Lie With Me

Philippe Besson’s short novel tells of two young men in a small village on the French border with Spain who begin a sexual relationship in the winter before they graduate from high school. They are frank with each other and beautifully open and generous, yet everything occurs in secrecy. It is 1984, AIDS looms, and this is the countryside. Still, both are, in the private spaces they make for themselves, happy. 

Graduation arrives, and Thomas understands that his lover, Philippe, will soon go away to school and begin a life elsewhere. So to avoid heartbreak, he flees to Spain to toil on a family farm without saying goodbye.

In 2007, Philippe, now a writer, sees a man in a cafe, thinks he is Thomas, then realizes he must be Thomas’s son. They speak, and the son tells him of Thomas’s adult life as a married man. Nine years later, Philippe and Thomas’s son meet again, and this time Philippe learns of Thomas’s divorce and his relationship with a new lover, a relationship that fails because, as he had with Philippe, Thomas demands it be kept a secret. He also learns that Thomas has committed suicide and receives a letter, written by Thomas in 1984 but never sent, that he appears to have left where it would be found and delivered to Philippe after his death. The final words of the novel are the words of this letter.


The novel presents itself as an autobiographical fiction: the photograph on the cover of French edition is the photograph Philippe takes of Thomas the last time the boys see each other; the dedication is to “Thomas Andrieu (1966-2016)”; and the novel takes pains to include the exchange in which Philippe asks for and is granted permission to tell his and Thomas’s story. In these and myriad other ways, the novel insists “This is true, it happened.”

The story is not, however, idiosyncratic, and the boys’ story of a first gay love is a familiar one. I’ve lived it and reading through this account of their stumbling successes and bright failures, I heard myself sounding back the tune from my own memories. But reading it, I also heard the external echos of all the many accumulated movies, stories, TV shows and novels that have today recounted that same experience as affirmative, popular fictions. From them, I know how this story should go. And yet I also know that, for the story to go as it should, the boys and the men they eventually become would need more self-assurance and more support than I ever had when I was living through similar events. And they don’t have it. So what I know from my past life and what I know from my past reading butt against each other, the one never quite matching the other. This happened enough as I read to make the popular fictions I love begin to ring false, or as a wish.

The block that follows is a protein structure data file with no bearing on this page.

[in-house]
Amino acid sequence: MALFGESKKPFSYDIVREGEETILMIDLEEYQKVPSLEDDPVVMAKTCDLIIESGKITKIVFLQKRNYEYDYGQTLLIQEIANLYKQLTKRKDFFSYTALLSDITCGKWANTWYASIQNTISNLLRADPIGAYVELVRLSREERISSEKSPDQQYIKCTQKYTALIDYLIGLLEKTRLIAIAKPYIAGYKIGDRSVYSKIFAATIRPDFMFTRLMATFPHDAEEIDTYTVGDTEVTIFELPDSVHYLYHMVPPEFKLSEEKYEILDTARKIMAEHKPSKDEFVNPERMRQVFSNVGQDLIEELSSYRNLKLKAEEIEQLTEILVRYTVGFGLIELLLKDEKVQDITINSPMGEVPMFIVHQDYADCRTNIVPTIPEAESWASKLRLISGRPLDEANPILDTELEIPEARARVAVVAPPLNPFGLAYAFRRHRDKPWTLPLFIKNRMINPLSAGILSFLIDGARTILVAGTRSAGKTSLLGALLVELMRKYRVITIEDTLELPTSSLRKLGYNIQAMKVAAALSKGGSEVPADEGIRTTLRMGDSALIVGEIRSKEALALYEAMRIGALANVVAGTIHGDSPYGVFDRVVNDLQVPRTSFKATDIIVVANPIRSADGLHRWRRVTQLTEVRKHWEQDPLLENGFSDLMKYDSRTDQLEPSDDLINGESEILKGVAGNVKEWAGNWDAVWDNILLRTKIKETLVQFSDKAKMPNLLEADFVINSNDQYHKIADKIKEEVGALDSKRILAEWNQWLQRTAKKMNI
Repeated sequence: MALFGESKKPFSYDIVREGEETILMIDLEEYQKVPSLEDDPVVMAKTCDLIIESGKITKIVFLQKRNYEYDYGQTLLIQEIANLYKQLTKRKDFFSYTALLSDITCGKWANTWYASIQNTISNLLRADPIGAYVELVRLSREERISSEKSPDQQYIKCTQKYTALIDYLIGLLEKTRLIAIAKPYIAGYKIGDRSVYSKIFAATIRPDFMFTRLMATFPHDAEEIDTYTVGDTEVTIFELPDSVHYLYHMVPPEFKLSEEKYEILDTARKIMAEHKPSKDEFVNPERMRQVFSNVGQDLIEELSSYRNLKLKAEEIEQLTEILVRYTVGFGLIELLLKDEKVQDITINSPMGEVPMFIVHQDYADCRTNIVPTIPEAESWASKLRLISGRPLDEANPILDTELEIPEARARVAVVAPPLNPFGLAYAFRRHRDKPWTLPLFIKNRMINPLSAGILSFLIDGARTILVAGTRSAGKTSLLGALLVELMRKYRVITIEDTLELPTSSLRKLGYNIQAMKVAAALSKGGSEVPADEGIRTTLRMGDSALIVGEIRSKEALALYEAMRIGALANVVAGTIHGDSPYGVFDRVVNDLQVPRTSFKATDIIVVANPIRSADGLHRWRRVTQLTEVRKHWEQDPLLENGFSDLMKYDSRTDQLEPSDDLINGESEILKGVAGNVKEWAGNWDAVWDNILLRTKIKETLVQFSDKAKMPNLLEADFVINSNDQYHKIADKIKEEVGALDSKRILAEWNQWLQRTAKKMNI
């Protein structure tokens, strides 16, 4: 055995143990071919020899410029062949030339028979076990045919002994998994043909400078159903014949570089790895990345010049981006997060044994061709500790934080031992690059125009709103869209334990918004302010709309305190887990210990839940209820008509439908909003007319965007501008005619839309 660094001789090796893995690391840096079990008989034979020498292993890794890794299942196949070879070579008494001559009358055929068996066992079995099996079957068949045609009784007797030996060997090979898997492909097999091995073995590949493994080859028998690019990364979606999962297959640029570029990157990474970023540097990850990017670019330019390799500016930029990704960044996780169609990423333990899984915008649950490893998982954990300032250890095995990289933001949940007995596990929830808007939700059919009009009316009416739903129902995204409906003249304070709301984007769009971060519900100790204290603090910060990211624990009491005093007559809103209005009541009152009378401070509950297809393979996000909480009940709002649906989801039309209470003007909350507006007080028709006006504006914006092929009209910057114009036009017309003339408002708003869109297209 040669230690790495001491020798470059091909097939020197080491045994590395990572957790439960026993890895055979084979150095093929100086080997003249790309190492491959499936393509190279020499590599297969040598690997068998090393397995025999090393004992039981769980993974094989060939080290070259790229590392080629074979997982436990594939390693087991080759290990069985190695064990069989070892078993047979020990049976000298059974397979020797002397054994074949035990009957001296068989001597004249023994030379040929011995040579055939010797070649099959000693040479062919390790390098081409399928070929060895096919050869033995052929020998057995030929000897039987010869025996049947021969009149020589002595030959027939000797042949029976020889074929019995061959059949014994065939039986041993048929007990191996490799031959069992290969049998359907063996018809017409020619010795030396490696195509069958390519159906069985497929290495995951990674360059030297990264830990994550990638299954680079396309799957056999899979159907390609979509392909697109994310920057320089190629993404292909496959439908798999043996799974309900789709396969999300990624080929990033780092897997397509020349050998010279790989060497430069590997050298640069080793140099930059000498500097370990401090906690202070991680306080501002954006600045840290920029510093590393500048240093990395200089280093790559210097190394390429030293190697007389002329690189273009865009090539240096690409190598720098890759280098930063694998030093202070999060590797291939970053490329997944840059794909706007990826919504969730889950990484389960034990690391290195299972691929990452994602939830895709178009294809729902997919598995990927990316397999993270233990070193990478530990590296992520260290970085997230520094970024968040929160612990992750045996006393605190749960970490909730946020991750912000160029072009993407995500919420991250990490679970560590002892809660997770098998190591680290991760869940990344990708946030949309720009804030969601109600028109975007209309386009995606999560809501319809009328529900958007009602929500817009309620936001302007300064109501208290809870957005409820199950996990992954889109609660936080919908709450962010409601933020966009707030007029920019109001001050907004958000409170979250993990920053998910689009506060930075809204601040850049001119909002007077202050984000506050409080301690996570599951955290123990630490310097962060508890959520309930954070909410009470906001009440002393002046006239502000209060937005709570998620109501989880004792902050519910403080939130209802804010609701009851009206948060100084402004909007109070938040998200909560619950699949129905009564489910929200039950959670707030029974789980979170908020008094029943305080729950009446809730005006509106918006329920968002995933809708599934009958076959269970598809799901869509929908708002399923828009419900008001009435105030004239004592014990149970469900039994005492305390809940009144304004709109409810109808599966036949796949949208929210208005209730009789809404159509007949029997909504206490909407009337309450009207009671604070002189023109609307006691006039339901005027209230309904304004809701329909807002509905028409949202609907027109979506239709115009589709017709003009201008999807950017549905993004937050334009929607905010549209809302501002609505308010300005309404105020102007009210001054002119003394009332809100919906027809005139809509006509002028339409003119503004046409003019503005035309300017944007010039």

By the time the men’s story reaches its tragic finale, the tension between what happened and what I knew I should wish for framed my sadness. I came away from the last pages thinking, “the book should have done this” or “the characters should have done that.” Eventually though, these frustrations fell away and I saw that, yes, these characters — these people — probably should have done things differently. But also and more importantly, they should have been allowed to do things differently. They weren’t, and my frustrations with that fact aren’t about the book or how it’s written. They are about the world. 

So I come away from the book seeing that my sadness had become — because the book has made it so — a measure of the gap that still remains between the way things are for young queer people and the way we tell ourselves that they are (or will soon become) in our fictions. The gap is real.